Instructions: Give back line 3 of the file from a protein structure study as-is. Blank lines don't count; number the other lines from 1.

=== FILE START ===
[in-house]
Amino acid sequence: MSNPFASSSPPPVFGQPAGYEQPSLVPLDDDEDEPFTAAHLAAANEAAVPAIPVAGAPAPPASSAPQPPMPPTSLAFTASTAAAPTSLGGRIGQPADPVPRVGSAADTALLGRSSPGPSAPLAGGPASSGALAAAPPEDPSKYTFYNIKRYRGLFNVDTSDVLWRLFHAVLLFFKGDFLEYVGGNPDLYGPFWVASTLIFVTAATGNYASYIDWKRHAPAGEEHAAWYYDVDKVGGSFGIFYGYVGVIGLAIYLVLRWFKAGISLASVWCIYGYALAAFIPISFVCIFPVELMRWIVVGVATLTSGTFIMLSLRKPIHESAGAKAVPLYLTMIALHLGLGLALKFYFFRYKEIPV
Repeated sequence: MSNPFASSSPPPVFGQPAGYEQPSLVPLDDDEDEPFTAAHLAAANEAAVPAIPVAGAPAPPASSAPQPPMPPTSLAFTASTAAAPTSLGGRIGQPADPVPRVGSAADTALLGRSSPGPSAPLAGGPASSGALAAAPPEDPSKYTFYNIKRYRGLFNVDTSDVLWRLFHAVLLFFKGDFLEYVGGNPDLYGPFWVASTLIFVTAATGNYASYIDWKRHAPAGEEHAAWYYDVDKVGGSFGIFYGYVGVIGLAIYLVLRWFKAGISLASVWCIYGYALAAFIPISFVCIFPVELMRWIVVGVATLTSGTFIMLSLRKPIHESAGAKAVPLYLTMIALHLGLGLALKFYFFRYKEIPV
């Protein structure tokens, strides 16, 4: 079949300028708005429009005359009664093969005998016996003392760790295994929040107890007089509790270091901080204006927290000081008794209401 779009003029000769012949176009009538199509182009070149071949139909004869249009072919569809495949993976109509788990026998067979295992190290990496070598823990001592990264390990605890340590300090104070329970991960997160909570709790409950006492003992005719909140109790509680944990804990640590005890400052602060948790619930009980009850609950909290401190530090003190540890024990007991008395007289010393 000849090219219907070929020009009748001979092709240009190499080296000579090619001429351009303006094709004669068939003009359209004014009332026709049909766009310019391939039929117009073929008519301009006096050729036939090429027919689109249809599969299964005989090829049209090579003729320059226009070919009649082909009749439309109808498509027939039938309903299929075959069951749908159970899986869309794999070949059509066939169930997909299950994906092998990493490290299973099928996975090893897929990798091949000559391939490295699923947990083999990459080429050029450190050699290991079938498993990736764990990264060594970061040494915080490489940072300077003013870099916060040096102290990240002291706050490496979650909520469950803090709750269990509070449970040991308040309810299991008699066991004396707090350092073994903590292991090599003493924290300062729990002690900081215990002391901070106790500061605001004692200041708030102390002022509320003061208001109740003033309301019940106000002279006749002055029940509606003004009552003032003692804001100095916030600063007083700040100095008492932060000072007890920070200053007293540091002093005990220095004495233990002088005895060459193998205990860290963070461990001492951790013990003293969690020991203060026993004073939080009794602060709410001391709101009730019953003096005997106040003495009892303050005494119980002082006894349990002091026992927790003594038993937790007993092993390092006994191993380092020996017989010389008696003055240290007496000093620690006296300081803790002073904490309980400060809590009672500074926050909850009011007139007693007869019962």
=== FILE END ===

Repeated sequence: MSNPFASSSPPPVFGQPAGYEQPSLVPLDDDEDEPFTAAHLAAANEAAVPAIPVAGAPAPPASSAPQPPMPPTSLAFTASTAAAPTSLGGRIGQPADPVPRVGSAADTALLGRSSPGPSAPLAGGPASSGALAAAPPEDPSKYTFYNIKRYRGLFNVDTSDVLWRLFHAVLLFFKGDFLEYVGGNPDLYGPFWVASTLIFVTAATGNYASYIDWKRHAPAGEEHAAWYYDVDKVGGSFGIFYGYVGVIGLAIYLVLRWFKAGISLASVWCIYGYALAAFIPISFVCIFPVELMRWIVVGVATLTSGTFIMLSLRKPIHESAGAKAVPLYLTMIALHLGLGLALKFYFFRYKEIPV